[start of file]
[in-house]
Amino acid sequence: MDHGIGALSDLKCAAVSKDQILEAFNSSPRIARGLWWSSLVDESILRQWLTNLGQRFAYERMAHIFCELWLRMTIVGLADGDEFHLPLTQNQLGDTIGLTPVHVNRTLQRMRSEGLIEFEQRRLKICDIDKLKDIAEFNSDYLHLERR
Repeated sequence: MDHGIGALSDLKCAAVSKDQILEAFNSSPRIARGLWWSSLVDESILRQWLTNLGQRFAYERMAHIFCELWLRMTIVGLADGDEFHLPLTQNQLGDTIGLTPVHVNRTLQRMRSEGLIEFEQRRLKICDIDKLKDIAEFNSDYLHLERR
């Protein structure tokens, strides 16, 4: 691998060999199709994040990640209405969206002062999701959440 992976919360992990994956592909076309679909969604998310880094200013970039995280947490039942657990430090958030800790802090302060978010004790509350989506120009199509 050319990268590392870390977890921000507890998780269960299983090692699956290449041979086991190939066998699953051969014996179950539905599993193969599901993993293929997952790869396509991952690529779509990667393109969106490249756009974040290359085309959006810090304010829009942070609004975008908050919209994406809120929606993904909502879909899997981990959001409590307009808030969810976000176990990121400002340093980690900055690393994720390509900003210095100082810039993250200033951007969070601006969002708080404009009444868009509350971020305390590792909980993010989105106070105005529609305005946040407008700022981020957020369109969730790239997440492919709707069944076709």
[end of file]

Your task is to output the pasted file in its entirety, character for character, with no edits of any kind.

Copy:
[in-house]
Amino acid sequence: MDHGIGALSDLKCAAVSKDQILEAFNSSPRIARGLWWSSLVDESILRQWLTNLGQRFAYERMAHIFCELWLRMTIVGLADGDEFHLPLTQNQLGDTIGLTPVHVNRTLQRMRSEGLIEFEQRRLKICDIDKLKDIAEFNSDYLHLERR
Repeated sequence: MDHGIGALSDLKCAAVSKDQILEAFNSSPRIARGLWWSSLVDESILRQWLTNLGQRFAYERMAHIFCELWLRMTIVGLADGDEFHLPLTQNQLGDTIGLTPVHVNRTLQRMRSEGLIEFEQRRLKICDIDKLKDIAEFNSDYLHLERR
């Protein structure tokens, strides 16, 4: 691998060999199709994040990640209405969206002062999701959440 992976919360992990994956592909076309679909969604998310880094200013970039995280947490039942657990430090958030800790802090302060978010004790509350989506120009199509 050319990268590392870390977890921000507890998780269960299983090692699956290449041979086991190939066998699953051969014996179950539905599993193969599901993993293929997952790869396509991952690529779509990667393109969106490249756009974040290359085309959006810090304010829009942070609004975008908050919209994406809120929606993904909502879909899997981990959001409590307009808030969810976000176990990121400002340093980690900055690393994720390509900003210095100082810039993250200033951007969070601006969002708080404009009444868009509350971020305390590792909980993010989105106070105005529609305005946040407008700022981020957020369109969730790239997440492919709707069944076709």